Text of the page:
While international travel has become virtually impossible due to widespread restrictions, the pandemic has pointed to our global connectedness: this is an aspect of platformed culture we will embrace in this conference. For the first time, the ELO conference will not be constrained by orientation to a particular location or time frame, but will unfold over three days and be hosted by institutions in Scandinavia, India, and the United States in synchronous and asynchronous events taking place online around the clock, including presentations, exhibitions, performances, workshops, and social events.
Globalized platforms present new opportunities for writers and readers both because of their large audiences and the fact that new forms of electronic literary cultures are emerging around them. The current rise of global platforms and platform culture however challenge Electronic Literature’s history of developing independent, purpose-specific platforms, since commercial platforms are often closed formats with largely rigid templates for ‘content’. In this sense, forms of criticality are challenged by the fact that the platforms are typically owned, maintained and often quickly updated (and sometimes made obsolete) by global corporations.
Digital platforms are not new: gaming consoles operating systems, programming languages and the web itself were discussed as platforms before the current platformization. The integration of hardware and software in many platforms has been seen in gaming consoles, PCs, phones and tablets, and can be seen as a result of initiatives from the fields of ubiquitous computing, Internet of Things and business strategies leading to the design of walled gardens. With the combination of social media, apps, search engines and targeted advertisement, platformization has become increasingly dominant in digital media. The platformization of culture is highlighted during the COVID-19 pandemic as physical platforms for art, culture and the public have become difficult to access at times where physical meetings, travel, public institutions and life in general have been challenged. Digital platforms have entered into our most private and intimate spaces, raising questions about surveillance, capture, and who’s reading our reading and writing. Connecting, meeting, working and reading on platforms have been defining moments for our contemporary life during the pandemic comparable to the way the clock defined industrialized life. What do digital and digitization mean now, and what is left out and missing when culture is streamed?
Globalization has become less seamless, as global trade and collaboration is affected, but we are more connected in our individual lives and worries. Furthermore, the big, rapid changes of culture and society during the pandemic have raised fundamental questions about other urgent challenges: the climate crisis, equality in relation to race and ethnicity, the social, and the liberation and equality of gender and sexuality. The pandemic situation has led to both hope and despair in relation to new and old political struggles such as the #metoo and #BlackLivesMatter movements, which have also been fought on and off platforms.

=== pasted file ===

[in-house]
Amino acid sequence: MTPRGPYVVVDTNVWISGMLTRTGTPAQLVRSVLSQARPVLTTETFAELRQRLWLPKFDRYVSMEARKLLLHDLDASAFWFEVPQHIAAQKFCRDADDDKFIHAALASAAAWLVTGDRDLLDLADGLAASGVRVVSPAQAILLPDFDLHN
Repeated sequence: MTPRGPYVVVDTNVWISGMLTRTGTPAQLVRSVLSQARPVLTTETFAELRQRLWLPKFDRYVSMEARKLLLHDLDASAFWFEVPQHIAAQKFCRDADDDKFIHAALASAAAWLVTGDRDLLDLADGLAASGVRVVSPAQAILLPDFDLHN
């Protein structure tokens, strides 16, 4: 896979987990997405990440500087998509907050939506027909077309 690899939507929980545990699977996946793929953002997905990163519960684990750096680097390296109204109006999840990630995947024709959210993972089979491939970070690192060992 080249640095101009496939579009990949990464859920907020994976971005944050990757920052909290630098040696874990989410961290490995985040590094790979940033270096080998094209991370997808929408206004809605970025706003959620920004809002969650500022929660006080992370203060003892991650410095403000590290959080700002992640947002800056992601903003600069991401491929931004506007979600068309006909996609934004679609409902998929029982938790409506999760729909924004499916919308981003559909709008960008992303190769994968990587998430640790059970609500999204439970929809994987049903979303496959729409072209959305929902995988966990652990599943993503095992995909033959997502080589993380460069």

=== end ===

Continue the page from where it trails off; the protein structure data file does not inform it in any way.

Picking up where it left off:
With this conference we aim to investigate how the future will be platformed: what will come after the pandemic and how can we explore this from the pandemic? The pandemic will not be over when we meet on the conference platforms, rather it is a condition from which to rethink and explore the future, and learn from how life has changed during this period: What has the pandemic crisis made us see that was not before apparent to us, and how do we build upon the lessons we have learned to develop a more sustainable and equitable future? We seek explorations and research into electronic literature that examines how we are platforming the future. What are the practices and poetics of contemporary electronic literature? How to thrive as electronic readers and writers within the constraints of platform culture? How to be critical on and of platforms? How to develop alternative literary platforms? What are the global dimensions? How do we connect and disconnect on platforms? What could and should platform e-lit be? How does platform culture relate to the traditions and history of electronic literature?
The conference theme can be addressed in several ways including the following:
The following exhibitions will be part of the festival: